In the case at bar, the decision of the Board has been effectively shielded from judicial review either because of the specific fact-pleading requirements of traditional causes of action or possibly because of the discretionary nature of common-law certiorari ( Stratton v. Wenona Community Unit District No. 1 (1990), 133 Ill. 2d 413, 141 Ill. Dec. 453, 551 N.E.2d 640 (no absolute right to review by certiorari)). Plaintiff has difficulty in stating a cause of action because he has no meaningful access to the record of the Board. Yet, it is the duty of the administrative agency to provide the trial court on administrative review with a sufficiently complete record of the proceedings as its answer to the complaint so that the trial court may properly perform its judicial review function. (See Shallow v. Police Board (1978), 60 Ill. App. 3d 113, 17 Ill. Dec. 696, 376 N.E.2d 1025; 735 ILCS 5/3-108 (West 1992).) The pleading requirements for administrative review are less exacting than for other causes of action. A complaint for administrative review must allege that the plaintiff was a party of record to the agency's proceedings and that his rights, privileges or duties were adversely affected by the agency's decision. ( Winston v. Zoning Board of Appeals (1951), 407 Ill. 588, 593, 95 N.E.2d 864.) However, it is not contemplated that issues of fact will be framed by complaint and answer; rather, the review is upon the record of the administrative agency. Lake County Contractors Association v. Illinois Pollution Control Board (1972), 6 Ill. App. 3d 762, 767-68, 286 N.E.2d 600.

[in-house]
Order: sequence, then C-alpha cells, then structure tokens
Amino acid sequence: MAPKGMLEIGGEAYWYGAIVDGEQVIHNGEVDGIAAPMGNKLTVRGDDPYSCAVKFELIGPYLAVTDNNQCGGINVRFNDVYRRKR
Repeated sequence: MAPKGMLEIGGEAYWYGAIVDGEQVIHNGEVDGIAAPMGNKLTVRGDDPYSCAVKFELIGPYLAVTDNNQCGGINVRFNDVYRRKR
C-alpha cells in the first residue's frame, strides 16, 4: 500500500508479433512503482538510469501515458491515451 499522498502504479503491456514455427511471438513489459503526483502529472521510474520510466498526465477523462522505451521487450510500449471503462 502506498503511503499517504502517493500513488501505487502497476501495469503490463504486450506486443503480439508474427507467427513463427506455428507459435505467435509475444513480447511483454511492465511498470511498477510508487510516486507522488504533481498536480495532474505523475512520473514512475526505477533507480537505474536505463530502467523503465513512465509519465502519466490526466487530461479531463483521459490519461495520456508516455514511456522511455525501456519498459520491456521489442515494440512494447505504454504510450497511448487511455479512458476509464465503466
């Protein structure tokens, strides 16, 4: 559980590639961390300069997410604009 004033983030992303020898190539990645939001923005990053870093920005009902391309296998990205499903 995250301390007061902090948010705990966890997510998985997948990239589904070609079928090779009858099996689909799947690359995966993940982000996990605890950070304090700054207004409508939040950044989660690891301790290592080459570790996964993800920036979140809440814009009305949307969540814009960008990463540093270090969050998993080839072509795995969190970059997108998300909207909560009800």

Although perhaps not artfully drafted, the complaint in this case appears to have met at least the minimal requirements for administrative review of the decision of the Board regarding defendant's ineligibility for a position; the decision is one which affects his legal rights, duties or privileges. (See Schickedanz v. City of O'Fallon, 248 Ill. App. 3d at 748.) Plaintiff is essentially claiming that the decision was either contrary to law or against the manifest weight of the evidence. It is the court's duty to protect the rights of applicants for employment and to make certain that a denial of employment is predicated upon proper legal principles. ( Cremer v. City of Macomb Board of Fire & Police Commissioners (1994), 260 Ill. App. 3d 765, 767, 198 Ill. Dec. 469, 632 N.E.2d 1080.) The Board should be required to provide appropriate documentary evidence regarding its decision so that the court may examine whether the decision was proper. (See Cremer, 260 Ill. App. 3d at 767; Smith, 51 Ill. App. 3d at 223.) The circuit court has the power to make any order that is deems proper to obtain from the administrative agency a record sufficient for judicial review. See Dubin v. Personnel Board (1989), 128 Ill. 2d 490, 498, 132 Ill. Dec. 437, 539 N.E.2d 1243.

The judgment of the circuit court is reversed, and the cause is remanded for further proceedings not inconsistent with the views expressed herein.

Reversed and remanded.

DOYLE and COLWELL, JJ., concur.